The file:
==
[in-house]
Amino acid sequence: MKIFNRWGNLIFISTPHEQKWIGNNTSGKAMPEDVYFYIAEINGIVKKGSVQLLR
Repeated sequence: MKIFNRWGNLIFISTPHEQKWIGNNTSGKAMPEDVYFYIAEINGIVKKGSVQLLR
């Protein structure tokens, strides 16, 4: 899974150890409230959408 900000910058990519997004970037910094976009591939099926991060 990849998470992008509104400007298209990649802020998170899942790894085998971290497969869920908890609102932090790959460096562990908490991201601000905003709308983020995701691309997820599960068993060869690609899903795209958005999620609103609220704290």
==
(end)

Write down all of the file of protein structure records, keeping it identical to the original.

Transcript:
[in-house]
Amino acid sequence: MKIFNRWGNLIFISTPHEQKWIGNNTSGKAMPEDVYFYIAEINGIVKKGSVQLLR
Repeated sequence: MKIFNRWGNLIFISTPHEQKWIGNNTSGKAMPEDVYFYIAEINGIVKKGSVQLLR
């Protein structure tokens, strides 16, 4: 899974150890409230959408 900000910058990519997004970037910094976009591939099926991060 990849998470992008509104400007298209990649802020998170899942790894085998971290497969869920908890609102932090790959460096562990908490991201601000905003709308983020995701691309997820599960068993060869690609899903795209958005999620609103609220704290």